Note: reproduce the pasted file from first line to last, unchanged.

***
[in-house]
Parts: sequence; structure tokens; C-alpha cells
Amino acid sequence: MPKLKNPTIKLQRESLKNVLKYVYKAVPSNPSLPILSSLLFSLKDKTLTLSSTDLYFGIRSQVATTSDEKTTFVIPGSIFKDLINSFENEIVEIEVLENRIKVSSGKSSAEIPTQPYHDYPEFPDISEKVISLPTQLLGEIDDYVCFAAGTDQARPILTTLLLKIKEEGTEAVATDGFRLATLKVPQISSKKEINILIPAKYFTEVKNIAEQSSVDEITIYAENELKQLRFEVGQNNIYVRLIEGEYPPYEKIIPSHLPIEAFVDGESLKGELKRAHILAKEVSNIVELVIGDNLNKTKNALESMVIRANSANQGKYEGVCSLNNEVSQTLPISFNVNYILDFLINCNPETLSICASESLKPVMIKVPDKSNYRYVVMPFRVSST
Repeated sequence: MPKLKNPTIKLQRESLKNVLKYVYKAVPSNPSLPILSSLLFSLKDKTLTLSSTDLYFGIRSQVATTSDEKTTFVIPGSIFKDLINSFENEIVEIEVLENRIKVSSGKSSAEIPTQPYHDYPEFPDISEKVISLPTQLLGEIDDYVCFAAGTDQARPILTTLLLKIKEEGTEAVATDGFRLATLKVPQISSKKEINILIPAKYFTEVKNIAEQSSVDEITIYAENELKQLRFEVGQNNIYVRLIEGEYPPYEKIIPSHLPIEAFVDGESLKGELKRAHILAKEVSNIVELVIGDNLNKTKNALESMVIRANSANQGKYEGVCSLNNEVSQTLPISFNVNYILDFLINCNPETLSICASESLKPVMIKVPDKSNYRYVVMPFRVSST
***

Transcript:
[in-house]
Parts: sequence; structure tokens; C-alpha cells
Amino acid sequence: MPKLKNPTIKLQRESLKNVLKYVYKAVPSNPSLPILSSLLFSLKDKTLTLSSTDLYFGIRSQVATTSDEKTTFVIPGSIFKDLINSFENEIVEIEVLENRIKVSSGKSSAEIPTQPYHDYPEFPDISEKVISLPTQLLGEIDDYVCFAAGTDQARPILTTLLLKIKEEGTEAVATDGFRLATLKVPQISSKKEINILIPAKYFTEVKNIAEQSSVDEITIYAENELKQLRFEVGQNNIYVRLIEGEYPPYEKIIPSHLPIEAFVDGESLKGELKRAHILAKEVSNIVELVIGDNLNKTKNALESMVIRANSANQGKYEGVCSLNNEVSQTLPISFNVNYILDFLINCNPETLSICASESLKPVMIKVPDKSNYRYVVMPFRVSST
Repeated sequence: MPKLKNPTIKLQRESLKNVLKYVYKAVPSNPSLPILSSLLFSLKDKTLTLSSTDLYFGIRSQVATTSDEKTTFVIPGSIFKDLINSFENEIVEIEVLENRIKVSSGKSSAEIPTQPYHDYPEFPDISEKVISLPTQLLGEIDDYVCFAAGTDQARPILTTLLLKIKEEGTEAVATDGFRLATLKVPQISSKKEINILIPAKYFTEVKNIAEQSSVDEITIYAENELKQLRFEVGQNNIYVRLIEGEYPPYEKIIPSHLPIEAFVDGESLKGELKRAHILAKEVSNIVELVIGDNLNKTKNALESMVIRANSANQGKYEGVCSLNNEVSQTLPISFNVNYILDFLINCNPETLSICASESLKPVMIKVPDKSNYRYVVMPFRVSST